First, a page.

Originally published in our Tennessee Music Issue  There is a remarkable story tucked halfway through Bessie, Chris Albertson’s biography of the blues singer Bessie Smith, in which Smith approaches a circle of robed North Carolina Klansmen, places one hand on her hip,… by Amanda Petrusich | Nov, 2020

Playlists curated by your favorite musicians and writers. by Brittany Howard, Kiese Laymon, Rosanne Cash, Kelsey Waldon, & others | Nov, 2020

An introduction to the Music Issue’s Icons Section Beyond my eye, beyond the death and decay of matters left behind and unsettled, the music ringing up above my head told a thousand stories of bounty and belonging, and it glimmered… by Danielle A. Jackson | Nov, 2020

Originally published in our 2007 Music Issue  In a remarkable 1963 appearance with Juilliard professor and friend, Hall Overton, at the New School in New York, Monk demonstrated his technique of “bending” or “curving” notes on the piano, the most… by Sam Stephenson | Nov, 2020

Originally published in our North Carolina Music Issue.  I wanted to start with the wild weeds and the creaking wood on the front porch, walking up to Nina Simone’s childhood home in Tryon, North Carolina. I wanted to start where… by Tiana Clark | Nov, 2020

An essay from the Greatest Hits Music Issue The first songs that I listened to by Talibah Safiya had this soft, sweet, plaintive quality. There is something else underneath if you listen a bit closer: a little loneliness. The knowledge… by Jamey Hatley | Nov, 2020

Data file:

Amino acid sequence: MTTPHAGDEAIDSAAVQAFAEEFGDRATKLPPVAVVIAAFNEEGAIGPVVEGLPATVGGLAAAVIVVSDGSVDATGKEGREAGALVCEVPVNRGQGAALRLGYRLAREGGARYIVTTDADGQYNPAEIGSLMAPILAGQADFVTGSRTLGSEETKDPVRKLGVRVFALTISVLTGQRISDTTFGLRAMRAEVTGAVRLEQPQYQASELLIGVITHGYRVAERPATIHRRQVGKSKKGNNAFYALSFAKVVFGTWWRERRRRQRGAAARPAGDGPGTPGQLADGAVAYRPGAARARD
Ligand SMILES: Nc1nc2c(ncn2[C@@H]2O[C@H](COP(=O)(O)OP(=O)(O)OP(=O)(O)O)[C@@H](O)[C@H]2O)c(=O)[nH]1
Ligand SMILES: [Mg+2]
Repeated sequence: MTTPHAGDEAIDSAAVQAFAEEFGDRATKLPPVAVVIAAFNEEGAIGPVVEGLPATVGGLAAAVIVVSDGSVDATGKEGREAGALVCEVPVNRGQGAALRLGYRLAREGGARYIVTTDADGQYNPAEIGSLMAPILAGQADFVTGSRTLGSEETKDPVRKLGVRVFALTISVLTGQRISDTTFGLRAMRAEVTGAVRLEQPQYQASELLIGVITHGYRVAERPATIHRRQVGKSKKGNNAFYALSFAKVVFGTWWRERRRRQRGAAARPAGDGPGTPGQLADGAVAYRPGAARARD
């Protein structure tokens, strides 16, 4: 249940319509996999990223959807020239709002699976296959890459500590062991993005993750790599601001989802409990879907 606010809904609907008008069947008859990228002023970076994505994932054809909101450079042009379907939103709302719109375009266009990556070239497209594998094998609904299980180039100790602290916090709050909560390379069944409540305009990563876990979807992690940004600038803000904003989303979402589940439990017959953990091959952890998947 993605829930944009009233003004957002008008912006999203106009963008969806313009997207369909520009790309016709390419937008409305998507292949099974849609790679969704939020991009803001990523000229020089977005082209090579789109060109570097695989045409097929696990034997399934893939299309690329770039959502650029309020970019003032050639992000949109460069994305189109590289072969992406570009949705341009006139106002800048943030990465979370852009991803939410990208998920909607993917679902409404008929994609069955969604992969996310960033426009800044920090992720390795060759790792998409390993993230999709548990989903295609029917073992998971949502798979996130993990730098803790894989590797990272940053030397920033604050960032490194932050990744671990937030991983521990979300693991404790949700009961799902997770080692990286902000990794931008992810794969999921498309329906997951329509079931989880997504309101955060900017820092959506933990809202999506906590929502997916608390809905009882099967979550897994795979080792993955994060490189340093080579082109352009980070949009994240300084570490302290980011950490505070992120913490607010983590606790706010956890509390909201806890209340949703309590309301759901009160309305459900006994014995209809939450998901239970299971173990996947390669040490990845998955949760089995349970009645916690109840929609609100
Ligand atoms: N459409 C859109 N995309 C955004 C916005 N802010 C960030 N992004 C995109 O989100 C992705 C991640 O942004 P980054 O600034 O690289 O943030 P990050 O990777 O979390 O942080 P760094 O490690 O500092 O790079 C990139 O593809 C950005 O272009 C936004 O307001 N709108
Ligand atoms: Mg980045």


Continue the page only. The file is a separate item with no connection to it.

An introduction to the Greatest Hits Music Issue How does the South inform my music? How do I describe the sound that your bare feet make when they pat the cool, packed red dust under them? How do I describe… by Brittany Howard | Oct, 2020

 A Letter from the Editor, Food Issue. Quiet as it is kept, and widely as it has become forgotten, those who do the cooking and the farming know that those who only eat what is cooked for them and served… by Alice Randall | Mar, 2021

September 03, 2019

A Points South essay from the Fall 2019 issue

A wolf suit. A boy suit. The belly button memory of a mama tether. An odd stone to mark the buried time capsule of your before body. Did your husband wince when it was time to cut the cord? Did you do it yourself, scissors in your weak hand, slick with blood? Was it easy to split, to be so undone? When you shift now in the night, does your hand find your belly, that soft ridgeline from sternum to navel? Does it feel like quicksand, your mother costume, and does it suit you? 

March 17, 2020

A Points South essay from the Spring 2020 issue

The longer I spent with members, I began to see that in some deep unconscious way, this is what drew me to the Juancun community, and perhaps what drew my parents to them, too. Chinese people who were not Chinese, in any easy definition of the term, who seemed defined entirely by what they had lost. It intrigued me that they had made a home in the South, a place that represented an additional loss I had not been able to bring myself to continually bear, dreaming every day of New York City, until I could and finally did leave. I wanted to know how, unlike me, they could stand to stay.